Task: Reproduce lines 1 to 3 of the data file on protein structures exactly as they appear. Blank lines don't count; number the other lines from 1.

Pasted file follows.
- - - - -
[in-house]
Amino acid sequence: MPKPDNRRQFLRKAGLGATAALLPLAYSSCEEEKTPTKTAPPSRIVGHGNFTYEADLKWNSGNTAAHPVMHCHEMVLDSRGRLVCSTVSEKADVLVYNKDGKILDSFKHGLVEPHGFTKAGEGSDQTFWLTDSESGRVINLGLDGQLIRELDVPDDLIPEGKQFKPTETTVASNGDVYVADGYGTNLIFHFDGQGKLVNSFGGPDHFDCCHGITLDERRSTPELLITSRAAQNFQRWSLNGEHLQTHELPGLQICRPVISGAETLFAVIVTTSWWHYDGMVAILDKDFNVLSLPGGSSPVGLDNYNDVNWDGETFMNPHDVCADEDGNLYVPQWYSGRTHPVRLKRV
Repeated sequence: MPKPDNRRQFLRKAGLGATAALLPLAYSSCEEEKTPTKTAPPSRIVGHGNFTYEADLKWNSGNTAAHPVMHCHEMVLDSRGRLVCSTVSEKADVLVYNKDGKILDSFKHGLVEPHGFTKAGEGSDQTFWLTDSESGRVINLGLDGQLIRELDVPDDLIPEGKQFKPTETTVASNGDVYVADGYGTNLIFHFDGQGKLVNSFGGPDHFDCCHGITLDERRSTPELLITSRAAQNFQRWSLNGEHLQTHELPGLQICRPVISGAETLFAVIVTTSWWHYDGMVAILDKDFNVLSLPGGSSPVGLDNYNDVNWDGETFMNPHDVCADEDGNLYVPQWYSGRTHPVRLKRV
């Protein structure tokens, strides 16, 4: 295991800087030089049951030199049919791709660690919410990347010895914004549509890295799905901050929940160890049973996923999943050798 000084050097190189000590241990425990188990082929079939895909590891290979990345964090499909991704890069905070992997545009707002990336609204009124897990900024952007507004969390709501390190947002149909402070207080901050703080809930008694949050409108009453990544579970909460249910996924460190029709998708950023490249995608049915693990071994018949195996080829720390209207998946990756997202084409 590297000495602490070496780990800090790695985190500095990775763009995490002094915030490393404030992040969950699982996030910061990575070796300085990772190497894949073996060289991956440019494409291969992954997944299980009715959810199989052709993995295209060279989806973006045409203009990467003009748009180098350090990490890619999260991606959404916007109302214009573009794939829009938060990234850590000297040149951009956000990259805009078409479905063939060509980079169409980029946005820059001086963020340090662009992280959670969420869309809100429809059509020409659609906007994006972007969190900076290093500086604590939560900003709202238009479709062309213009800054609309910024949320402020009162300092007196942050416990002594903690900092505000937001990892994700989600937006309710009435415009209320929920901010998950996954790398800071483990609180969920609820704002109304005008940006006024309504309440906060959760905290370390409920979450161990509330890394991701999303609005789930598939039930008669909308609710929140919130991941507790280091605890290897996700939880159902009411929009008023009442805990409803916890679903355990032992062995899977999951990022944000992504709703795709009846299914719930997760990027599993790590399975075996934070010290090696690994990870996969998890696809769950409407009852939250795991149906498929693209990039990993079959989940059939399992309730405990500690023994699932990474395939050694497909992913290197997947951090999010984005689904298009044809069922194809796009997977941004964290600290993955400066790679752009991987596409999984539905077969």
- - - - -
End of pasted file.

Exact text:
[in-house]
Amino acid sequence: MPKPDNRRQFLRKAGLGATAALLPLAYSSCEEEKTPTKTAPPSRIVGHGNFTYEADLKWNSGNTAAHPVMHCHEMVLDSRGRLVCSTVSEKADVLVYNKDGKILDSFKHGLVEPHGFTKAGEGSDQTFWLTDSESGRVINLGLDGQLIRELDVPDDLIPEGKQFKPTETTVASNGDVYVADGYGTNLIFHFDGQGKLVNSFGGPDHFDCCHGITLDERRSTPELLITSRAAQNFQRWSLNGEHLQTHELPGLQICRPVISGAETLFAVIVTTSWWHYDGMVAILDKDFNVLSLPGGSSPVGLDNYNDVNWDGETFMNPHDVCADEDGNLYVPQWYSGRTHPVRLKRV
Repeated sequence: MPKPDNRRQFLRKAGLGATAALLPLAYSSCEEEKTPTKTAPPSRIVGHGNFTYEADLKWNSGNTAAHPVMHCHEMVLDSRGRLVCSTVSEKADVLVYNKDGKILDSFKHGLVEPHGFTKAGEGSDQTFWLTDSESGRVINLGLDGQLIRELDVPDDLIPEGKQFKPTETTVASNGDVYVADGYGTNLIFHFDGQGKLVNSFGGPDHFDCCHGITLDERRSTPELLITSRAAQNFQRWSLNGEHLQTHELPGLQICRPVISGAETLFAVIVTTSWWHYDGMVAILDKDFNVLSLPGGSSPVGLDNYNDVNWDGETFMNPHDVCADEDGNLYVPQWYSGRTHPVRLKRV